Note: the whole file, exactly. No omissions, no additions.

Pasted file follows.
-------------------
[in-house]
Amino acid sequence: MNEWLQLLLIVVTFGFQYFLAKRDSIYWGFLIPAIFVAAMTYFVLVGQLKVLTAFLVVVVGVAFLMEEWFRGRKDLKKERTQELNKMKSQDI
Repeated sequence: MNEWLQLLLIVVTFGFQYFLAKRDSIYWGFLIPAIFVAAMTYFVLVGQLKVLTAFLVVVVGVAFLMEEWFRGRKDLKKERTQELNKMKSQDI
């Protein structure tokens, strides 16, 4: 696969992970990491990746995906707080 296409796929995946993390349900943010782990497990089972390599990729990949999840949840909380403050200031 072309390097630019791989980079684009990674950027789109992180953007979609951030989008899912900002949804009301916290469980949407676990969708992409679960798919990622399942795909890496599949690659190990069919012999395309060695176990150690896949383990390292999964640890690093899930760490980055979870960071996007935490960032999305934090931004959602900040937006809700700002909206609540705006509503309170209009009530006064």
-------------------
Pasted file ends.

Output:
[in-house]
Amino acid sequence: MNEWLQLLLIVVTFGFQYFLAKRDSIYWGFLIPAIFVAAMTYFVLVGQLKVLTAFLVVVVGVAFLMEEWFRGRKDLKKERTQELNKMKSQDI
Repeated sequence: MNEWLQLLLIVVTFGFQYFLAKRDSIYWGFLIPAIFVAAMTYFVLVGQLKVLTAFLVVVVGVAFLMEEWFRGRKDLKKERTQELNKMKSQDI
């Protein structure tokens, strides 16, 4: 696969992970990491990746995906707080 296409796929995946993390349900943010782990497990089972390599990729990949999840949840909380403050200031 072309390097630019791989980079684009990674950027789109992180953007979609951030989008899912900002949804009301916290469980949407676990969708992409679960798919990622399942795909890496599949690659190990069919012999395309060695176990150690896949383990390292999964640890690093899930760490980055979870960071996007935490960032999305934090931004959602900040937006809700700002909206609540705006509503309170209009009530006064």